At the beginning of March 2019, the Prime Minister's office announced that the Polish budget would benefit from the introduction of a digital tax with a projected value of approx. PLN 1 billion per year. However in May, the Ministry of Finance postponed a further announcement to this effect.
In July, the Ministry of Finance announced that it was working on a draft bill for the taxation of certain digital services, the starting point of which would be the draft EC directive adopted in March 2019.
The plan to introduce a digital tax was also included in the Official Financial Plan of Poland for 2019-2022. The tax was scheduled to come into force from 1 January 2020. This document projects that the digital tax is expected to bring about PLN 217.5 million to the budget next year.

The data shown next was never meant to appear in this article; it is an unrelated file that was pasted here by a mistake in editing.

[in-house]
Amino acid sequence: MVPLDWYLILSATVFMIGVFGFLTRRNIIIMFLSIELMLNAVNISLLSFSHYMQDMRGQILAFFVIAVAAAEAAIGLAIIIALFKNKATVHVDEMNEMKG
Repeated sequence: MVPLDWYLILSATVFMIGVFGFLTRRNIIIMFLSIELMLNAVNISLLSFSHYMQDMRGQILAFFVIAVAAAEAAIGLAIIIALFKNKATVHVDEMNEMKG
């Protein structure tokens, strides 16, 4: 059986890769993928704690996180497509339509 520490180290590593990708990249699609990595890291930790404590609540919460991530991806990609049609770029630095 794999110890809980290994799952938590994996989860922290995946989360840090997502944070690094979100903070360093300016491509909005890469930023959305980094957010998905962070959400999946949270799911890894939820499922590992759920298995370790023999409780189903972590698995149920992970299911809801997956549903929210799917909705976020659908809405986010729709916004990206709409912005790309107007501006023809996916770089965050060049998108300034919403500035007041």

At the end of August, the government presented a draft budget for 2020, which did not include a digital tax.
At the beginning of September during his visit to Poland, Vice President Pence said at a press conference that the US "deeply gratefully accepted the rejection" of Poland's proposal for a digital service tax in another demonstration of the geopolitical impact of such a tax. The following day, the head of the Prime Minister's office, Mr Michał Dworczyk, stated that there is currently no work being carried out in Poland regarding this tax.
Subsequently, the Ministry of Finance said that, although no receipts from this tax were recorded in the draft budget for 2020, the Ministry will continue to engage in discussions at the EU and OECD forums.
On 5 September, the Prime Minister said that the Polish government would implement a harmonised digital tax that would apply in the European Union. "We are waiting for solutions proposed by Brussels and the OECD" and "at the political and implementation level works were ceded at this stage to the EU level".
Currently, it seems that the Polish government will not implement a digital tax, but will wait for the EU initiative.